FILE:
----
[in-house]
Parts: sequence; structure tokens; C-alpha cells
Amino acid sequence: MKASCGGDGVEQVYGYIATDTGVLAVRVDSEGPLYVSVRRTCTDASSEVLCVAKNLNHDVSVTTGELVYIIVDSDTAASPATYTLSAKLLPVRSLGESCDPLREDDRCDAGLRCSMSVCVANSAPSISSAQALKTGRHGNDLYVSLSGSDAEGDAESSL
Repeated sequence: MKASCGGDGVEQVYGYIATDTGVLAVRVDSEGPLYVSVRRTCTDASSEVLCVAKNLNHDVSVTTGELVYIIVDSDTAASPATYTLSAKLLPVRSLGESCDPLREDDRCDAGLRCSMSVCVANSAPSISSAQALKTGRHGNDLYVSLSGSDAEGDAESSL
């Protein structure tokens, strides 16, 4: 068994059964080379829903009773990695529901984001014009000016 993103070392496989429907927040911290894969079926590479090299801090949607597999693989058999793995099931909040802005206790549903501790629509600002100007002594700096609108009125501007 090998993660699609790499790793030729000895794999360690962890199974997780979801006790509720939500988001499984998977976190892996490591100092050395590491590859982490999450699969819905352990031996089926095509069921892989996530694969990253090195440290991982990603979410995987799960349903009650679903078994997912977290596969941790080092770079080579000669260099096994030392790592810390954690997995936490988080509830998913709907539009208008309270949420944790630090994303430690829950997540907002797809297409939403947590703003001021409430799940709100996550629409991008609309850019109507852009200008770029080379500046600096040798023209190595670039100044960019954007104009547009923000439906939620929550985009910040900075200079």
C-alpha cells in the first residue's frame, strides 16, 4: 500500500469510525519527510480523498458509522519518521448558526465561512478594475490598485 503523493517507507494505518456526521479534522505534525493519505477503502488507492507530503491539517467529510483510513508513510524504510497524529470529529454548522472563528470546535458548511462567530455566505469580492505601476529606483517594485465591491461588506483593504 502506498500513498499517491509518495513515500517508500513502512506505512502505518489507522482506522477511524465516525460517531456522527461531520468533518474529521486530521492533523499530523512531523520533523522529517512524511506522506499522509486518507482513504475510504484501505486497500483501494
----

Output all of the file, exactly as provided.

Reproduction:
[in-house]
Parts: sequence; structure tokens; C-alpha cells
Amino acid sequence: MKASCGGDGVEQVYGYIATDTGVLAVRVDSEGPLYVSVRRTCTDASSEVLCVAKNLNHDVSVTTGELVYIIVDSDTAASPATYTLSAKLLPVRSLGESCDPLREDDRCDAGLRCSMSVCVANSAPSISSAQALKTGRHGNDLYVSLSGSDAEGDAESSL
Repeated sequence: MKASCGGDGVEQVYGYIATDTGVLAVRVDSEGPLYVSVRRTCTDASSEVLCVAKNLNHDVSVTTGELVYIIVDSDTAASPATYTLSAKLLPVRSLGESCDPLREDDRCDAGLRCSMSVCVANSAPSISSAQALKTGRHGNDLYVSLSGSDAEGDAESSL
């Protein structure tokens, strides 16, 4: 068994059964080379829903009773990695529901984001014009000016 993103070392496989429907927040911290894969079926590479090299801090949607597999693989058999793995099931909040802005206790549903501790629509600002100007002594700096609108009125501007 090998993660699609790499790793030729000895794999360690962890199974997780979801006790509720939500988001499984998977976190892996490591100092050395590491590859982490999450699969819905352990031996089926095509069921892989996530694969990253090195440290991982990603979410995987799960349903009650679903078994997912977290596969941790080092770079080579000669260099096994030392790592810390954690997995936490988080509830998913709907539009208008309270949420944790630090994303430690829950997540907002797809297409939403947590703003001021409430799940709100996550629409991008609309850019109507852009200008770029080379500046600096040798023209190595670039100044960019954007104009547009923000439906939620929550985009910040900075200079």
C-alpha cells in the first residue's frame, strides 16, 4: 500500500469510525519527510480523498458509522519518521448558526465561512478594475490598485 503523493517507507494505518456526521479534522505534525493519505477503502488507492507530503491539517467529510483510513508513510524504510497524529470529529454548522472563528470546535458548511462567530455566505469580492505601476529606483517594485465591491461588506483593504 502506498500513498499517491509518495513515500517508500513502512506505512502505518489507522482506522477511524465516525460517531456522527461531520468533518474529521486530521492533523499530523512531523520533523522529517512524511506522506499522509486518507482513504475510504484501505486497500483501494